Sometimes, no matter how much due diligence you put into assembling a skilled and experienced team for the project, someone underperforms or creates conflicts. While the project is rolling, you don’t have time to stop and tweak your team. Rather, the project manager must deal with the problem and resolve it. This comes up with even the best team, so any capable project manager would know how to nip underperformance in the bud.
12. How do you deal when you’re overwhelmed or underperforming?
It’s easy to forget that project managers are people, too. They are hired to perform and lead a project to success, but they can suffer the same setbacks as anyone on the team. The difference between a good and great project manager is the ability to monitor oneself and respond proactively to any drop offs in performance.
13. How do you work with customers, sponsors and stakeholders?
Even project managers have to answer to someone. Responding to executives and stakeholders requires a different approach than the one they would use with teams and vendors. Part of their duties includes managing stakeholders who hold a position of authority over the project manager. That takes a subtle touch.
14. How tall are the pyramids in Egypt?
Talk about not being prepared. Who is going into a job interview with this information in their head? You don’t really want an accurate answer to this question, but you do want to see how the project manager deals critically and seriously with the question. Because, during the project they will be sidelined with unexpected challenges and questions.
15. Do you seek help outside of the project team?
This is an telling project manager interview question. Some project managers are going to think you want a person who is wholly independent and pulls from an inner-reservoir. Fair enough. But more resourceful is the project manager who knows when they’re over their head and asks for help from a mentor or a network of professionals.
16. Do you delegate?
They better! The last thing you want is a project manager who carries everything on their shoulders. That’s nuts. But this is a bit of a trick question, or at least one that has an implicit question embedded in it. What you really want to know is not whether they delegate, but how they delegate. This is a great way to weed out the micromanagers.
17. What’s the biggest mistake you’ve made on a project?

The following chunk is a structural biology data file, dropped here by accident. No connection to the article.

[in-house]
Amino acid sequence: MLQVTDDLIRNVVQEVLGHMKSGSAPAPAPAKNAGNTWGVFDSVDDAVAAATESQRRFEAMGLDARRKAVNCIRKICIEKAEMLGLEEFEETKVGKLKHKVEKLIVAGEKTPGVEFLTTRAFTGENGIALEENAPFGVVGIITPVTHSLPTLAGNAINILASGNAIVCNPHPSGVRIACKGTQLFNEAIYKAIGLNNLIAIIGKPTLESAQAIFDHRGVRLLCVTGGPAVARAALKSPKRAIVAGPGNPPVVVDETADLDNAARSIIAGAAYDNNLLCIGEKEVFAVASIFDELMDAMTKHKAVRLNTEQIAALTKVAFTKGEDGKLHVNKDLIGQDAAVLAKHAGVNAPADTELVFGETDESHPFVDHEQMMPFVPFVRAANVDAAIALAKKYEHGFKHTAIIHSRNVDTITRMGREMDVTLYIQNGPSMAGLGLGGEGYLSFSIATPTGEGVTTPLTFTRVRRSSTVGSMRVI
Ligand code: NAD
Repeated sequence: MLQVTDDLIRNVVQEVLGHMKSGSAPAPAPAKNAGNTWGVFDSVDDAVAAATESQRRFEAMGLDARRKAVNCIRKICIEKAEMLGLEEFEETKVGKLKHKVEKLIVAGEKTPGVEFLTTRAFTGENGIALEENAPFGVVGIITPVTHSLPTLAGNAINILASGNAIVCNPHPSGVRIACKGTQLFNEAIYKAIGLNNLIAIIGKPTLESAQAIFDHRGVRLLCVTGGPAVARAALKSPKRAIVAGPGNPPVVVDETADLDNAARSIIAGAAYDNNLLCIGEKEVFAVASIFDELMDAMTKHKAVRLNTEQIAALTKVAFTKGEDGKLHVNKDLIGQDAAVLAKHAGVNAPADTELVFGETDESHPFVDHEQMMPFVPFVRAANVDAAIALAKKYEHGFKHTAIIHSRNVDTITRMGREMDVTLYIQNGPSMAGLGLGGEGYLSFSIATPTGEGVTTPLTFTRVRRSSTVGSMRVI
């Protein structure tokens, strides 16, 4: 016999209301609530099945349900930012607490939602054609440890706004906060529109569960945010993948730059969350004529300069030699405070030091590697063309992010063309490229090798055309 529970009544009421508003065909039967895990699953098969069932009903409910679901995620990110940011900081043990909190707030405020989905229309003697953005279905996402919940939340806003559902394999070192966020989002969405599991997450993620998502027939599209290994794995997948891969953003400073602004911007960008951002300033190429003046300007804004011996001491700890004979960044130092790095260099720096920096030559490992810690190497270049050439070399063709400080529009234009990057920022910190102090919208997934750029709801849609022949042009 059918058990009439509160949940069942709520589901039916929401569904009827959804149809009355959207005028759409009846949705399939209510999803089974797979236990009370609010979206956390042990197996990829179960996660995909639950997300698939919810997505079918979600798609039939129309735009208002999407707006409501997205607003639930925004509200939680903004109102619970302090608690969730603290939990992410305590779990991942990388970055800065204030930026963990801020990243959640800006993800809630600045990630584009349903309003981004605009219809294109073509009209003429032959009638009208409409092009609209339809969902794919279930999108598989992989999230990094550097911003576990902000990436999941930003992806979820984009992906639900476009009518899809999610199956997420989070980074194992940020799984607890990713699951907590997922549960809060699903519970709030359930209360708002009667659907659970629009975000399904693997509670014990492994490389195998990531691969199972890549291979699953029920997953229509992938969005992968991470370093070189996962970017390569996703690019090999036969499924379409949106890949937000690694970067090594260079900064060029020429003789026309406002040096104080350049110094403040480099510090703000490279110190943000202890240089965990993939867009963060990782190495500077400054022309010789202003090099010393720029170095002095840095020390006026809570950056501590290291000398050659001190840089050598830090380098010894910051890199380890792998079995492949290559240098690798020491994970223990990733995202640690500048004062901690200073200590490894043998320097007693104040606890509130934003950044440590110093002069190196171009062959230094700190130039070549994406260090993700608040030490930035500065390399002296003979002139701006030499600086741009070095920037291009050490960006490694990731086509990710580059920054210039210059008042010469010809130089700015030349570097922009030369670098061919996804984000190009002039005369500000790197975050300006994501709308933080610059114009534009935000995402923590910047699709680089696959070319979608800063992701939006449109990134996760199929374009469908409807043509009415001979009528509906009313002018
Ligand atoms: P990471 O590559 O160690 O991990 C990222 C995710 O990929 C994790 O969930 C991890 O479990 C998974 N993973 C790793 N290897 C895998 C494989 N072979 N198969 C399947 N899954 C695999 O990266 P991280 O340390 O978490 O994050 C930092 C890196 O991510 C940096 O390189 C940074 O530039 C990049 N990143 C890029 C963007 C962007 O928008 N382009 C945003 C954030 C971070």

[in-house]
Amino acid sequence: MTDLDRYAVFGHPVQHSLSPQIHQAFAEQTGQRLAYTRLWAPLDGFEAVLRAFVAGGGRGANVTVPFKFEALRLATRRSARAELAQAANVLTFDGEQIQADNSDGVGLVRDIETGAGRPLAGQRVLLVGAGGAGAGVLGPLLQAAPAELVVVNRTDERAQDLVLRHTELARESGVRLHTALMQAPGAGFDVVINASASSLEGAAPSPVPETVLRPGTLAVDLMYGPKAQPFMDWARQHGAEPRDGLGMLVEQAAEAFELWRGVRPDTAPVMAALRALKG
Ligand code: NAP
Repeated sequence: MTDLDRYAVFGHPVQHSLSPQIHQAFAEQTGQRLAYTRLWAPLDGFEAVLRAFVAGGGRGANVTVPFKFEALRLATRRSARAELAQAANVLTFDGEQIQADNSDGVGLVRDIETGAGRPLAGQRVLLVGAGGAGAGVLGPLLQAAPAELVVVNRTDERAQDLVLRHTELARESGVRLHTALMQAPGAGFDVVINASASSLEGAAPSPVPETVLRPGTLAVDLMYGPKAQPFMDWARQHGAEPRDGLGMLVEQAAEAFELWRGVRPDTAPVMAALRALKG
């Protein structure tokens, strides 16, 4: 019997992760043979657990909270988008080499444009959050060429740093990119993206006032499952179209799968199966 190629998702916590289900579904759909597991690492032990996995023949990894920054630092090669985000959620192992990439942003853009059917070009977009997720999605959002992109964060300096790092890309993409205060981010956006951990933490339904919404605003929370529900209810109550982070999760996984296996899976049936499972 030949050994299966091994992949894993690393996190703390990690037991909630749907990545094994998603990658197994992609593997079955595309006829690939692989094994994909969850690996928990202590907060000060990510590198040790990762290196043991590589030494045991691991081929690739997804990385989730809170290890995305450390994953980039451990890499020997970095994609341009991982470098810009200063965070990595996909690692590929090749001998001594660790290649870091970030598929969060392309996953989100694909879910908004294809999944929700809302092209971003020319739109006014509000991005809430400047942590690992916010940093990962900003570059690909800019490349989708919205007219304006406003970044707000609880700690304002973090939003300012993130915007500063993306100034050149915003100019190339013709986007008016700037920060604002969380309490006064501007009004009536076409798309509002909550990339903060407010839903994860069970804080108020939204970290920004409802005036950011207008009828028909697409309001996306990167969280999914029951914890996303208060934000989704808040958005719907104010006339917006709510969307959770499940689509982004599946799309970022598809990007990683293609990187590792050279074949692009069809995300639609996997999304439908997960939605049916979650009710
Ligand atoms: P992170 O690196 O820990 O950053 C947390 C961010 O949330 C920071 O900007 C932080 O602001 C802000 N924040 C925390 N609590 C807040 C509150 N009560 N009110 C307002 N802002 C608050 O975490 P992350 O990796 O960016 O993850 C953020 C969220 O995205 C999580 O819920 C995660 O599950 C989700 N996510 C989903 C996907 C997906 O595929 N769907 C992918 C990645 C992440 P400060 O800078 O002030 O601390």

Everyone makes mistakes; character is defined by how you deal with them. This question will allow you to first gauge the candidate’s honesty. If they say that they’ve never made a mistake, you can rest assured that they’re not being truthful and their resume can go into the circular file. However, when they tell you about the mistake they’ve made, note if they take responsibility for it (that will reveal their level of maturity) and, of course, how they resolved it.
18. How did your last project end?
This question is about discovering any lessons they learned from that project. Everything is a learning experience, and each project offers lessons from which a good project manager grows.
19. How do you prioritize tasks on a project?
Prioritization is important. There’s going to be more work in a day than can be accomplished, so any good project manager is going to have to determine what is crucial and what could be left undone if necessary. It will prove interesting and informative to see how the candidate makes these decisions.
20. What project management software do you prefer?
A project manager needs tools to plan, monitor and report on the project. There are many, from simple to more complex. This question reveals first how up-to-date the candidate is regarding software and project management tools. Additionally, it provides a picture of what tools and processes they use to manage a project.
Most project managers heavily rely on Gantt charts when it comes to project planning and scheduling. ProjectManager.com has award-winning online Gantt charts that allow project managers to plan every phase of their projects. Managers can create dependencies, add milestones, assign tasks, manage workload and more—all from one screen. Any project manager you hire would appreciate the power of our planning tools.
21. What’s your preferred project management methodology?
There are almost as many ways to manage a project as there are projects. From traditional methods like waterfall to hybrid methodologies, you want a project manager who understands the many ways to work. And more importantly, can they use the project management methodology that best suits the work at hand?
22. How do you gain agreement with teams?
Where there are people, there are conflicts, and even the best projects have people problems. Good teams collaborate and trust one another. If there’s a problem between two or more team members, it must be resolved quickly. But this can also apply to stakeholders, vendors, etc. A project manager is a bit of a psychologist who must know how to resolve conflicts quickly.
23. What’s something you don’t want us to know?
Ouch. Yes, you need to go there and make the candidate uncomfortable. It’s not that you want to learn some secret or catch them in an unethical act. Less important than the content of their answer is the way they deal with the question. You’ll get a better picture of the person instead of the persona they’re presenting. It also shows their communication skills while under pressure. It might seem cruel, but it’ll help you get to the heart of the person that you’re going to trust with the management of your project.
One you’ve gotten through the project manager interview process and a job offer has been made, then it’s up to you to provide them with the best tools to manage the project. ProjectManager.com is a cloud-based project management software with real-time dashboards, online Gantt charts and a collaborative platform for your team. There’s no question, this is what your project manager will want. Try our award-winning software for free with this 30-day trial.